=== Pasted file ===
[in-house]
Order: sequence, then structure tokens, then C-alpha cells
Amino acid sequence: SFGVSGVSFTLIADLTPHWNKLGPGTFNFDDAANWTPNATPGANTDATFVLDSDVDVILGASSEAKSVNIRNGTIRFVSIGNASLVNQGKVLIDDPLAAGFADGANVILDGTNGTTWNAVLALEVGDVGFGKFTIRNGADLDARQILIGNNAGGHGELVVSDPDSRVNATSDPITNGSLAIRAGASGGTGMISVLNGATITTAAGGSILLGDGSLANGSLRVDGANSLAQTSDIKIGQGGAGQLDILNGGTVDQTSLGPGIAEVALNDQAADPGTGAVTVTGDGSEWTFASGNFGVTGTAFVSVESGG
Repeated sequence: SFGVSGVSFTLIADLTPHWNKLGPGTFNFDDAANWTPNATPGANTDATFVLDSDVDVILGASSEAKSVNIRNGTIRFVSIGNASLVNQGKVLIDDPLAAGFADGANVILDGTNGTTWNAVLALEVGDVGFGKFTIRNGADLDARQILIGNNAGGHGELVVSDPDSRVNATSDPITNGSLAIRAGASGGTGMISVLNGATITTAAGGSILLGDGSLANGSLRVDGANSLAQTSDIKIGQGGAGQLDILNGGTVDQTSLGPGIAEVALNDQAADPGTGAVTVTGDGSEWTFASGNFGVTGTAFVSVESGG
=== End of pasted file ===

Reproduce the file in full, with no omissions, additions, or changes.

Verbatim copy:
[in-house]
Order: sequence, then structure tokens, then C-alpha cells
Amino acid sequence: SFGVSGVSFTLIADLTPHWNKLGPGTFNFDDAANWTPNATPGANTDATFVLDSDVDVILGASSEAKSVNIRNGTIRFVSIGNASLVNQGKVLIDDPLAAGFADGANVILDGTNGTTWNAVLALEVGDVGFGKFTIRNGADLDARQILIGNNAGGHGELVVSDPDSRVNATSDPITNGSLAIRAGASGGTGMISVLNGATITTAAGGSILLGDGSLANGSLRVDGANSLAQTSDIKIGQGGAGQLDILNGGTVDQTSLGPGIAEVALNDQAADPGTGAVTVTGDGSEWTFASGNFGVTGTAFVSVESGG
Repeated sequence: SFGVSGVSFTLIADLTPHWNKLGPGTFNFDDAANWTPNATPGANTDATFVLDSDVDVILGASSEAKSVNIRNGTIRFVSIGNASLVNQGKVLIDDPLAAGFADGANVILDGTNGTTWNAVLALEVGDVGFGKFTIRNGADLDARQILIGNNAGGHGELVVSDPDSRVNATSDPITNGSLAIRAGASGGTGMISVLNGATITTAAGGSILLGDGSLANGSLRVDGANSLAQTSDIKIGQGGAGQLDILNGGTVDQTSLGPGIAEVALNDQAADPGTGAVTVTGDGSEWTFASGNFGVTGTAFVSVESGG